"Who has seen the wind, neither you nor I, but when the leaves bow down their heads, the wind is passing by."
Whenever the wind blows, I think of my mom. I am comforted by this simple verse that she often spoke. She passed away on October 20th, 2016. Like the wind, I cannot see her, but I can feel her presence in everything around me.
After the agonizing and precious gift of being with her for three days as her body slowly shut down, I have come to believe that somehow we have a choice about the actual time that we die. My mom waited until all of her five daughters arrived to leave her body. It was as if she wanted to see us one last time on this earth before taking her last breath.
It's hard to talk about my mom without mentioning the stroke that she had twelve years ago that started her on a slow downward spiral of short term memory loss and impaired brain function. While it was very difficult because over time she lost her vivaciousness and enthusiasm, we were grateful that her inner essence of kindness and contentment remained intact. She was always peaceful and sweet right up until the very end of her life.
As cliche as it sounds, my mom was beautiful inside and out. Her big brown eyes and blonde hair accented her dimples which were often evident. She used to say, "If you see someone without a smile, give them one of yours." She always had a smile and a kind word to give away. Her generosity extended to all people, friends and strangers alike. Her outgoing personality made everyone feel welcome and comfortable in her presence.
My mom loved poetry and music. She often spoke in verse, reciting poems or songs from memory that were pertinent to the situation at hand. I remember coming home from school complaining about someone that had wronged me and she would say, "If you can't say something nice, don't say anything at all." This simple statement taught me to avoid talking unkindly about others. I learned quickly that when a friend was gossiping, if I didn't join the conversation, it would soon come to an end. My mom practiced this as well. I can't remember ever hearing her speak an unkind word about someone.
When I needed alone time with mom, I would fake an illness so I could stay home from school and be with her. She would put her cool hand on my head and say, "You feel a little warm, why don't you take the day off and rest." She knew what I was up to, but she never let on. An hour later she would come into my room and say. "Do you feel well enough to go get lunch?" Then we would spend the day together at the mall, eating, talking, and shopping.
While most teenagers were struggling to get along with their parents, I had a great relationship with my mom. My friends made every excuse possible to come over to my house. I would often find them in the kitchen hanging out with her. She had a kind and compassionate heart and a patient and understanding ear. I think my friends felt an acceptance in her presence that they may not have felt at home.
My mom was kind and gentle, but she was also gregarious and silly... even mischievous at times. I used to say that she was the one at the party most likely to have the lampshade on her head. She was uninhibited and would say and do almost anything to get a laugh. She had characters that she played that were funny and sweet, bringing about fits of laughter among my sisters and me. "Nurse Jane Fuzzy Wuzzy" was my favorite, she had a high pitched voice and she would show up to take care off you when you were sick or injured, or sometimes for no reason at all. Another favorite of mine was when mom would draw eyes and a nose on her chin and turn upside down. Then she would begin an impromptu monologue with her head hanging off the edge of the bed. She was funny and quick witted and loved an audience.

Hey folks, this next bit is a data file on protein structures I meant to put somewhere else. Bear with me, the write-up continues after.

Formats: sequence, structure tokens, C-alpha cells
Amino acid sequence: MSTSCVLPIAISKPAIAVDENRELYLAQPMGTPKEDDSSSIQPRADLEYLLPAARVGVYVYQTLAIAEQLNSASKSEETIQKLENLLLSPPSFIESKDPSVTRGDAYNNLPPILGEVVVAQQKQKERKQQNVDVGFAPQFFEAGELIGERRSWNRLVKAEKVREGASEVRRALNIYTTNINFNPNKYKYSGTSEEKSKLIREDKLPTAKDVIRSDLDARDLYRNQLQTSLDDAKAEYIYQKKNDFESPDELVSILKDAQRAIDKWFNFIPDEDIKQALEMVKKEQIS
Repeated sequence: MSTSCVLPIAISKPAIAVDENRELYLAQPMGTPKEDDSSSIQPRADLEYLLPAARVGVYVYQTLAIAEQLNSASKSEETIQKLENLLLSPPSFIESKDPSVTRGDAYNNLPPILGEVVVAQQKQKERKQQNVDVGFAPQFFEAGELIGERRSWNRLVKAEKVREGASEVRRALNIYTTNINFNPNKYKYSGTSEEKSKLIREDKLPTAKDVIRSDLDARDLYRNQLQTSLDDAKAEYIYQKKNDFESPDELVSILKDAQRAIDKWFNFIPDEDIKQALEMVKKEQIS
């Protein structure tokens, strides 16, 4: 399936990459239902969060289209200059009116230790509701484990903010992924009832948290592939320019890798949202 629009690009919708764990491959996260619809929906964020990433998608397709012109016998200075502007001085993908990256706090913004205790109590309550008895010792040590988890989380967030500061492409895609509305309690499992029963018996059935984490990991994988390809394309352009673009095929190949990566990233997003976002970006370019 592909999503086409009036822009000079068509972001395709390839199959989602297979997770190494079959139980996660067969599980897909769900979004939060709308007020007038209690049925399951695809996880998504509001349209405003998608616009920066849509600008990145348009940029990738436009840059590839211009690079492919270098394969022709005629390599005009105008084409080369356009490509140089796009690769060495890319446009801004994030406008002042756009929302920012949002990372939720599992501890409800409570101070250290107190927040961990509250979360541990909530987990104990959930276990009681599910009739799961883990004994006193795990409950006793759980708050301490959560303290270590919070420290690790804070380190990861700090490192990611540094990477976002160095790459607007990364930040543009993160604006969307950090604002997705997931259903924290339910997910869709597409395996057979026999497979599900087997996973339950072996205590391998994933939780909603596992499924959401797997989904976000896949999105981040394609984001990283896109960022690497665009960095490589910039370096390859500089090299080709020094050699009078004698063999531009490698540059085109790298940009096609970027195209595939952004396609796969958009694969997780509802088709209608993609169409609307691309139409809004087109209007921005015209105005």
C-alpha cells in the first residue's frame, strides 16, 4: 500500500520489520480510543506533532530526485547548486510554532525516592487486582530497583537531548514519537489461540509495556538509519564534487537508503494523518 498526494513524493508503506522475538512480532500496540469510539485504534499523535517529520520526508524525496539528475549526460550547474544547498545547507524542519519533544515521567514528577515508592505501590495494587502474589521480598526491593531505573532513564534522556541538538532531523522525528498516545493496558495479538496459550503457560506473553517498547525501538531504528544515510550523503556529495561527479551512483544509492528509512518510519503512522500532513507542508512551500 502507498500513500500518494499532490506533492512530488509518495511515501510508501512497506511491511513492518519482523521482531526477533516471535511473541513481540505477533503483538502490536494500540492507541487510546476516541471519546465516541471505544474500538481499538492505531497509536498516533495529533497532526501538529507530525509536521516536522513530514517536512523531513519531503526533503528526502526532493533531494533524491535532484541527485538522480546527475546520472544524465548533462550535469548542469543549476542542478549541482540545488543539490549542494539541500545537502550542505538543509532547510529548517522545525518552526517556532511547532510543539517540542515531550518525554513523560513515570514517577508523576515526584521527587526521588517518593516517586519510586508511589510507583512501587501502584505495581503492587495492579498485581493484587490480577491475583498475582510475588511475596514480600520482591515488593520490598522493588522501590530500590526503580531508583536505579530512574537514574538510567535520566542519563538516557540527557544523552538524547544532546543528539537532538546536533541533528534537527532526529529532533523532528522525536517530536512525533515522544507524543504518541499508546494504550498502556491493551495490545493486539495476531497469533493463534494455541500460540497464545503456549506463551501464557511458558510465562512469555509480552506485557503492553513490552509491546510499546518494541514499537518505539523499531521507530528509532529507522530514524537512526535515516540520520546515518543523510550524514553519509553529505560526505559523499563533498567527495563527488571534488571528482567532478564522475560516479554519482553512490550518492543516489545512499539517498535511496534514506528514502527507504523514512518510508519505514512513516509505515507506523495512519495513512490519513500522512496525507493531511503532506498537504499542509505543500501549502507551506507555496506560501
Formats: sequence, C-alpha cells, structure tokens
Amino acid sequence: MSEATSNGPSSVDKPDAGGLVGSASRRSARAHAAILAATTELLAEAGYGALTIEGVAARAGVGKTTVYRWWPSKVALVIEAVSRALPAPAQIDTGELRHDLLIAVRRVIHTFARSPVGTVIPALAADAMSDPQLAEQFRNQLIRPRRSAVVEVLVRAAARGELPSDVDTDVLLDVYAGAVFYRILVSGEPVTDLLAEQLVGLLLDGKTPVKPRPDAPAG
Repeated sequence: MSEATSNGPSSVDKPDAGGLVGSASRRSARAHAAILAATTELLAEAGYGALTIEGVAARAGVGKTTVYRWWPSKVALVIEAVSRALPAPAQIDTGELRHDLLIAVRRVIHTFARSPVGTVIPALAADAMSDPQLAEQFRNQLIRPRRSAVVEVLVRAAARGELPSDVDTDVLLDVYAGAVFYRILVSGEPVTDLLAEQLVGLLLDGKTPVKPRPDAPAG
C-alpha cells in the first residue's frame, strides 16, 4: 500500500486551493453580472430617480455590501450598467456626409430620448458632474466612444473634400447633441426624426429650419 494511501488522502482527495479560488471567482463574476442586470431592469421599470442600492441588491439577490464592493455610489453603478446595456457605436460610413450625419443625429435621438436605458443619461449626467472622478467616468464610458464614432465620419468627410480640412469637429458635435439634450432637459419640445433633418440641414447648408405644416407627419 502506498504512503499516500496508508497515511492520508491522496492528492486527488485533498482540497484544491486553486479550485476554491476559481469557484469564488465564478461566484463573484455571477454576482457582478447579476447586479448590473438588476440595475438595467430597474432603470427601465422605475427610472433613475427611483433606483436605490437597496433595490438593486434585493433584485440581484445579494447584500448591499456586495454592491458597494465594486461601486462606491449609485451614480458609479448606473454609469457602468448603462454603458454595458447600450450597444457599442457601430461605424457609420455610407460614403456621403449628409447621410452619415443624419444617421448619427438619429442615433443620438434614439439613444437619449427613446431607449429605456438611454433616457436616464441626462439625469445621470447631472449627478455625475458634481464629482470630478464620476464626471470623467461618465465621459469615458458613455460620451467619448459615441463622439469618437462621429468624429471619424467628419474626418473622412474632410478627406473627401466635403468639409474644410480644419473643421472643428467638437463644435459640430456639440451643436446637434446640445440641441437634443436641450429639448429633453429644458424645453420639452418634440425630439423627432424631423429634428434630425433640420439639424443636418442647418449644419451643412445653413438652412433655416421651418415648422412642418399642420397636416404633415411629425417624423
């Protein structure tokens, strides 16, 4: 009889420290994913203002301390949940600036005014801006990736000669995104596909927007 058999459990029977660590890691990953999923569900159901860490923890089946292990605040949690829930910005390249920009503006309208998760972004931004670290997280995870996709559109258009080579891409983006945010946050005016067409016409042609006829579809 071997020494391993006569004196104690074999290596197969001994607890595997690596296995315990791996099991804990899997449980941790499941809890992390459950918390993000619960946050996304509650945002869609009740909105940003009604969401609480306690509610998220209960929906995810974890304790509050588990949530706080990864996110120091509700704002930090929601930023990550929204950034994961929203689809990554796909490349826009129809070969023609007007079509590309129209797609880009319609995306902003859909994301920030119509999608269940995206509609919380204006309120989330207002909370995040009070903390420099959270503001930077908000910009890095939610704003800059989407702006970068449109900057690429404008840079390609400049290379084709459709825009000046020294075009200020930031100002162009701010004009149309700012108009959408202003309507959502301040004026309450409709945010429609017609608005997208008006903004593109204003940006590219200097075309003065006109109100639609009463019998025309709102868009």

My mom was the happiest when all of her daughters were home. She was a devoted wife to my dad and a committed mother to her five daughters. I always knew that no matter what, she would be there for me. She loved us all and never judged us for our mistakes or appearance. Without her having to say it, we all knew that her love was unconditional.
When I had kids of my own, my mom became the best grandma ever. She was tender and patient when they were babies, and fun and engaging as they got older. Mom would sing and dance and build sandcastles at the beach. She would draw and paint pictures or have a catch with a football. When my kids were little, we made frequent trips to Florida to visit. Traveling with four small children was always stressful, but as soon as we arrived, mom would be at the airport waiting for us with a big smile on her face. I would let out a huge sigh of relief and my kids would run into her open arms, almost knocking her down in the process. She would have toys and snacks in the car for the ride to the house, anticipating all of our needs before we arrived.
I am grateful and very fortunate to have had a mother as generous, kind, and supportive as my mom was. I will always miss her, but I know that her simple teachings will live on in me and I hope to pass them on to my children.
They are the following;
Spend time with your kids
Don't judge others
Love with all of your heart
They say that a mom holds her child's hand for a moment, but holds her child's heart for a lifetime. My mom, Shirley Jean Anderson Sax will hold my heart for the rest of my life.
Thank you mom. I love you and I miss you forever.
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